1. Why is en Europe considered wrong?
You can write, answering to the question "What is the Portugal ?":
Le Portugal est un petit pays.
Être means "has the characteristic of being".
and, answering to the question "Where is the Portugal?":
Le Portugal est en Europe.
Être means "is located".
Le Portugal est un petit pays en Europe.
despite being grammatically correct is unidiomatic and would be parsed somewhat as “Portugal is a small country when in Europe”. That might be understood to mean "Portugal is possibly a larger country elsewhere" which doesn't make sense. Countries are not known for traveling.
We do not juxtapose both complements, moreover without any conjunction, especially because être hasn't the same meaning.
Duolingo is right when considering the answer :
Le Portugal est un petit pays d'Europe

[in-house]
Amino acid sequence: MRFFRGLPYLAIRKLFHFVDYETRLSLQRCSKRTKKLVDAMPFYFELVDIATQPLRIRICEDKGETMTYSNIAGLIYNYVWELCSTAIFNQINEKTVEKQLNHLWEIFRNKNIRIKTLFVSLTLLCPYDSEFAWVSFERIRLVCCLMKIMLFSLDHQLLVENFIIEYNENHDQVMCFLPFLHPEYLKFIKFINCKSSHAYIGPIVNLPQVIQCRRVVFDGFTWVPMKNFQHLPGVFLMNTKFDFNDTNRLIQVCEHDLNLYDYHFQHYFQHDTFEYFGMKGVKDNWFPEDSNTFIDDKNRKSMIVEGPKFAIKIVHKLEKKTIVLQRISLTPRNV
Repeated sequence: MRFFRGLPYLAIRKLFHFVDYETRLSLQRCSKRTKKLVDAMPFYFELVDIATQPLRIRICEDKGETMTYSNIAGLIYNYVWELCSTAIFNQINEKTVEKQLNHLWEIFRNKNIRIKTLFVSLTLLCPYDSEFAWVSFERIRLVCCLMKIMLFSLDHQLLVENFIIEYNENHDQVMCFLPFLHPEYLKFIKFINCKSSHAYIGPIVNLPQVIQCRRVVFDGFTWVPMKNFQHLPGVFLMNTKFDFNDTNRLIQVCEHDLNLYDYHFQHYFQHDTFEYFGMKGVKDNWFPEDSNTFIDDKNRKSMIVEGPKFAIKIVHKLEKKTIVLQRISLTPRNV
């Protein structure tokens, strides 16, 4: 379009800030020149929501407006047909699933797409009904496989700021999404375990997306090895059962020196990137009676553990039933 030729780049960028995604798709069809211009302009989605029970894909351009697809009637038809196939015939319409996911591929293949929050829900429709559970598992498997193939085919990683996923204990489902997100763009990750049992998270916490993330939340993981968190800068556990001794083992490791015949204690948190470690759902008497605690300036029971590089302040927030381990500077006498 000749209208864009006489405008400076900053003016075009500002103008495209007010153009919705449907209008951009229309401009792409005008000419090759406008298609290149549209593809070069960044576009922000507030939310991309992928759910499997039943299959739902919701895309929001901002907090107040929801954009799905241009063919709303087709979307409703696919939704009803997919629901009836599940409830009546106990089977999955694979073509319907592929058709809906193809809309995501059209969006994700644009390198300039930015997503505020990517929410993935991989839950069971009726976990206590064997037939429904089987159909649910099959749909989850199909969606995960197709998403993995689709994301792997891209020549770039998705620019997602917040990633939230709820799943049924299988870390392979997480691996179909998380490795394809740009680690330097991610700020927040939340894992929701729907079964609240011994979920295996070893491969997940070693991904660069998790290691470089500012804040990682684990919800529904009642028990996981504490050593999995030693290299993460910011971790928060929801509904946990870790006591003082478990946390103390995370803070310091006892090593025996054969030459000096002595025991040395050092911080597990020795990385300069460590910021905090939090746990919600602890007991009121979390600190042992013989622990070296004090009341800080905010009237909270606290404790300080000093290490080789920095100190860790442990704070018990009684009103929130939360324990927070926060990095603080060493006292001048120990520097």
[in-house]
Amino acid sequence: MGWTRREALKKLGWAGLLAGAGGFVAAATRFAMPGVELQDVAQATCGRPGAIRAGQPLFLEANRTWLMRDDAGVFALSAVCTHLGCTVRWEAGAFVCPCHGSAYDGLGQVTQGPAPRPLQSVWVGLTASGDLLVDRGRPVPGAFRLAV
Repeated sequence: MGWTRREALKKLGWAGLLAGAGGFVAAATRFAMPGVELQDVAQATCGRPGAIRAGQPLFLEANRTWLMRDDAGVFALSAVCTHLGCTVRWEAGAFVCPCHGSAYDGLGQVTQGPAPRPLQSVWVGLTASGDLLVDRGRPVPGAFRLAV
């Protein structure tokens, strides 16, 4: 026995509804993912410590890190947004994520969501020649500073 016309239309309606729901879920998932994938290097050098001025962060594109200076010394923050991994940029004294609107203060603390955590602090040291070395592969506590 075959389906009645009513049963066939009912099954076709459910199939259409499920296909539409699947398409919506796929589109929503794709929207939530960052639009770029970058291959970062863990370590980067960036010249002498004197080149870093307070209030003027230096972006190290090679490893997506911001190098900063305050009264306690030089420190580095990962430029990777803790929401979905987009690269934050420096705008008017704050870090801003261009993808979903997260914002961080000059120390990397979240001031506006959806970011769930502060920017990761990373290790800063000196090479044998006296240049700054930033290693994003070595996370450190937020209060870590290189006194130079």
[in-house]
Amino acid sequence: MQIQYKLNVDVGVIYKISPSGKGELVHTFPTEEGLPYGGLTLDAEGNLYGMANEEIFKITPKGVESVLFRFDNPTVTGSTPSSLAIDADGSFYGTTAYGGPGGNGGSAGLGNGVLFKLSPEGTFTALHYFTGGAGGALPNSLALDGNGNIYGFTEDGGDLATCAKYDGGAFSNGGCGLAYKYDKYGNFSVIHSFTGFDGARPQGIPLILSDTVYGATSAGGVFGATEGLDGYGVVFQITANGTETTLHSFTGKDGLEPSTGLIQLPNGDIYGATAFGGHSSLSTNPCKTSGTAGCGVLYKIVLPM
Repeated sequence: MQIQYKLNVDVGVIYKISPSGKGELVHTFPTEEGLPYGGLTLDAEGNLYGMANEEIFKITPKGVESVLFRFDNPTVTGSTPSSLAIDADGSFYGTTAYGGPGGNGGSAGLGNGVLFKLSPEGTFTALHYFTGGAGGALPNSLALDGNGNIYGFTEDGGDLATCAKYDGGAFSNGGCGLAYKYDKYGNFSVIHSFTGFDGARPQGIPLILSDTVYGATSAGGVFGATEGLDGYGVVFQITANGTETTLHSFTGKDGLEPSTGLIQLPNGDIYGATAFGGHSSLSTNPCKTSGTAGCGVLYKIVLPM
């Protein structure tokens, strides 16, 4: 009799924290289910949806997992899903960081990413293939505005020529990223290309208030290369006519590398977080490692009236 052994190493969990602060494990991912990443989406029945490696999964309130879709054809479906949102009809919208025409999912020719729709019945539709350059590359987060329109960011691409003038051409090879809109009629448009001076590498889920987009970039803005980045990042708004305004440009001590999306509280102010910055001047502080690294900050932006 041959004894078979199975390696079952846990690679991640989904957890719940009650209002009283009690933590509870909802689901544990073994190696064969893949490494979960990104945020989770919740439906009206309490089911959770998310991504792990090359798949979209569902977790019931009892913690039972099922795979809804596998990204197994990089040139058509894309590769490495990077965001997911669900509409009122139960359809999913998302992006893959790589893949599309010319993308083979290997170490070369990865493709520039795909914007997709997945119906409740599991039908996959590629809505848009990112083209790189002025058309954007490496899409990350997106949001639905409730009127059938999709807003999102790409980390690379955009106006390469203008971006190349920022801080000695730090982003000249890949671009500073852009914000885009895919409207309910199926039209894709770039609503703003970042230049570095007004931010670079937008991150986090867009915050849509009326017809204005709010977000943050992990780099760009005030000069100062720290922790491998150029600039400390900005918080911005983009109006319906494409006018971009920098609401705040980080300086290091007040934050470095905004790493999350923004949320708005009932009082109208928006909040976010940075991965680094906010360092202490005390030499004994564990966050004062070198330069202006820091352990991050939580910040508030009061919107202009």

to be the right one. This is indeed the usual construction to refer to a country that is part of a continent or a larger group of countries.
Alternatives can make clear the complements are disjunct:
Le Portugal est un petit pays et il est en Europe.
Le Portugal est en Europe et c'est un petit pays.
or correctly link its location to the country:
Le Portugal est un petit pays européen.
Le Portugal est un petit pays situé en Europe.
Finally, un petit pays en Europe would be fine in this sentence:
Le Portugal est considéré comme un petit pays en Europe.
but the meaning is different:
Outside Europe, people might consider differently the Portugal size.
2. How can I know when to use de and when to use en when referring to countries or continents?
De is a preposition that mark a belonging relationship, similar to "of", e.g.:
Les États-Unis d'Amérique not
Les États-Unis en Amérique
The United States of America not
The United States in America
En is a preposition that mark a location like "in".
My life in America not
My life of America
Ma vie en Amérique not
Ma vie d'Amérique
PS: Whatever its size, Portugal is a great country :-)